1. Skin biopsy for histology
          In majority of the cases, the picture resembles Dermatitis Herpetiformis. Occasionally, some may simulate Bullous Pemphigoid histologically.
        2. Direct Immunofluorescence (Direct IMF)
          Characterized by linear IgA deposition in basement membrane zone (BMZ).
        3. Indirect Immunofluorescence (Indirect IMF)
    3. Treatment
      1. Dapsone: It is the drug of choice. Response usually occurs within 48 hours. One has to be careful of dose-dependent haemolytic anaemia. Before starting dapsone, check for G-6-P-D level.
      2. Prednisolone: Used as an adjuvant therapy to dapsone or when the latter is contraindicated. Usual dosage is 5-30 mg per day.
      3. Colchicine: Used in resistant cases.
      4. Topical Treatment: Potent topical steroid can be prescribed e.g. fluocinolone 0.025%
    4. Prognosis
      1. Adult type: most patients remit within 2 years
      2. Childhood type: 50% chance of remission within 3 years
  1. Dermatitis Herpetiformis (Duhring – Broc Disease)
    1. Introduction
      An uncommon skin condition with the peak incidence around 30-40 years of age. Male is more common than female.
      1. Pathogenesis
        In western countries, the disease usually associates with coeliac disease (Gluten sensitive enteropathy).
      2. Clinical Features
        Lesions are composed of excoriated and scabbed intensely itchy papules. The sites of predilection are extensors of 4 limbs, buttocks and face. Intact vesicles are seldom seen since they are ruptured by self scratching. Lesions heal with no scarring.
    2. Differential Diagnosis
      1. Scabies: Presence of burrows, other family members are affected and sparing of the face are features suggestive of scabies.
      2. Acute eczema: Atopic eczema affects flexures more than extensors.
      3. Investigations Skin biopsy for histology: Microabscess in dermal papillae is characteristic.
      4. Direct Immunofluorescence: It shows granular IgA deposition at tips of dermal papillae.
        Screening for the presence of coeliac disease.
    3. Treatment
      1. Dapsone: It is the drug of choice. After starting the treatment, symptoms usually subside within 48 hours and rash should be cleared up within days. Side effects are haemolytic anaemia, methemoglobulinemia.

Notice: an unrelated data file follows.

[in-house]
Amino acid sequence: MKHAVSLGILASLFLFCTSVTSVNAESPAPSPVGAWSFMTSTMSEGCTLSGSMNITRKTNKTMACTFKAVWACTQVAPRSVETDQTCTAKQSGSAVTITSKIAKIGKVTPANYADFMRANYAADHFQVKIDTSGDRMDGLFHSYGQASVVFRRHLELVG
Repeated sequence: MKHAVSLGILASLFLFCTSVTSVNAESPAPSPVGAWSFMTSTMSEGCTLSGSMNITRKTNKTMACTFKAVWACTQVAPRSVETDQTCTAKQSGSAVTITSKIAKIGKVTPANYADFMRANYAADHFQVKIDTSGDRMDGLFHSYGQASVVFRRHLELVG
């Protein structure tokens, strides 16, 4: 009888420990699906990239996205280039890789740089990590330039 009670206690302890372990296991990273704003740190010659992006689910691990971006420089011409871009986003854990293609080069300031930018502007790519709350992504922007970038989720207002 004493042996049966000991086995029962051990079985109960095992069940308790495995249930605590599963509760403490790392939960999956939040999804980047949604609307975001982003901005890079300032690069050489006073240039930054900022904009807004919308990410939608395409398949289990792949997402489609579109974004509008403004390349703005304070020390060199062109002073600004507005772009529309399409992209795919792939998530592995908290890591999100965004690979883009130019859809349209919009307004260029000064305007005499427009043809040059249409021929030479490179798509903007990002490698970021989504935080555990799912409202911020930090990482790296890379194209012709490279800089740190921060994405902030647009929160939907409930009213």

2. Sulphapyridine / sulphamethoxypyridazine: They are used when dapsone is contraindicated.
      3. Gluten Free diet: It is useful only when the disease is associated with coeliac disease. Referring to dietician if required.
  2. Epidermolysis Bullosa
    Simplex – Intra-epidermal
    Acquisita – Sub epidermal
    1. Clinical Features
      1. This is a group of hereditary blistering disorders which are characterized by blisters and erosions resulting from trivial trauma. Blisters occur soon after birth and mainly concentrate on bony prominence of 4 limbs.
      2. An acquired form mimicking Bullous Pemphigoid known as epidermolysis bullosa acquisita (EBA) occurs in adults. Bullae tend to occur at sites of trauma.
      3. The IgG in these patients binds to the anchoring fibrils attached to the Lamina densa.
      4. EBA may be associated with underlying systemic diseases like SLE, inflammatory bowel disease, amyloidosis and internal malignancy.
    2. Investigations
      1. The diagnosis can be confirmed by skin biopsy for histopathology and electronmicroscopy. The latter is also useful in subtyping the disease.
      2. EBA can be differentiated from bullous pemphigoid by the sodium chloride split skin test and immunofluorescence on the skin specimen.
      3. In EBA, the blister occurs below the split, whereas, the blister occurs on the roof of the split in bullous pemphigoid.
    3. Treatment
      For the hereditary EB, no effective treatment is available at present. Antenatal diagnosis and genetic counselling can be offered. Systemic steroid can be useful in EBA.



In congenital dystrophic epidermolysis bullosa defect is seen in? (AIIMS Nov 08)
A. Laminin 4
B. Collagen type 7
C. Collagen 4
D. Collagen 3


Ans. B. Collagen type 7

  1. Herpes Gestationis, is a rare autoimmune condition that occurs during pregnancy and the postpartum period. It is not associated with herpesvirus infection.
    1. The blisters develop most often during the second and third trimesters and subside a few weeks post partum.
    2. Patients may experience transient flares or recurrences with each menstrual period or following the use of oral contraceptives.
    3. Recurs with subsequent pregnancies. Pruritic condition with numerous tense vesicles arising on both normal-appearing and erythematous areas of skin. Arcuate and polycyclic red plaques are seen with peripheral blistering. The lesions first appear on the abdomen around the umbilicus and then spread to involve the entire integument.
    4. Skin biopsy findings are indistinguishable from those of bullous pemphigoid by light microscopy.examination of perilesional skin by direct immunofluorescence reveals C3 and less often an IgG linear band just below the epidermis. associated fetal mortality rate as high as 30%, and also an increased rate of premature live births.